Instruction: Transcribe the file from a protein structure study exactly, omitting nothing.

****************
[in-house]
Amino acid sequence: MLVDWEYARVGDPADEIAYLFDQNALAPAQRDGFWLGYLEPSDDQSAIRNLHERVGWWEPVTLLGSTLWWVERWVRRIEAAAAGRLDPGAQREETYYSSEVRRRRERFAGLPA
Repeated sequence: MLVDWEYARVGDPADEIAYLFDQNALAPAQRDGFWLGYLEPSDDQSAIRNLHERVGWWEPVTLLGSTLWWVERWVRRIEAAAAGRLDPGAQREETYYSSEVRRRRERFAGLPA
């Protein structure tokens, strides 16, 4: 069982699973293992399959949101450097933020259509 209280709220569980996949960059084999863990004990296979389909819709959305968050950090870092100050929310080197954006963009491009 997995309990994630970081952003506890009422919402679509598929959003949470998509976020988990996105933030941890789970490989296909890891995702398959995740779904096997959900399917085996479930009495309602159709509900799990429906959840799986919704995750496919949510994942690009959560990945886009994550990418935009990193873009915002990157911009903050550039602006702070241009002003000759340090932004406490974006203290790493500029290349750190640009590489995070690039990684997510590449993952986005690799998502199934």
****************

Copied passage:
[in-house]
Amino acid sequence: MLVDWEYARVGDPADEIAYLFDQNALAPAQRDGFWLGYLEPSDDQSAIRNLHERVGWWEPVTLLGSTLWWVERWVRRIEAAAAGRLDPGAQREETYYSSEVRRRRERFAGLPA
Repeated sequence: MLVDWEYARVGDPADEIAYLFDQNALAPAQRDGFWLGYLEPSDDQSAIRNLHERVGWWEPVTLLGSTLWWVERWVRRIEAAAAGRLDPGAQREETYYSSEVRRRRERFAGLPA
């Protein structure tokens, strides 16, 4: 069982699973293992399959949101450097933020259509 209280709220569980996949960059084999863990004990296979389909819709959305968050950090870092100050929310080197954006963009491009 997995309990994630970081952003506890009422919402679509598929959003949470998509976020988990996105933030941890789970490989296909890891995702398959995740779904096997959900399917085996479930009495309602159709509900799990429906959840799986919704995750496919949510994942690009959560990945886009994550990418935009990193873009915002990157911009903050550039602006702070241009002003000759340090932004406490974006203290790493500029290349750190640009590489995070690039990684997510590449993952986005690799998502199934």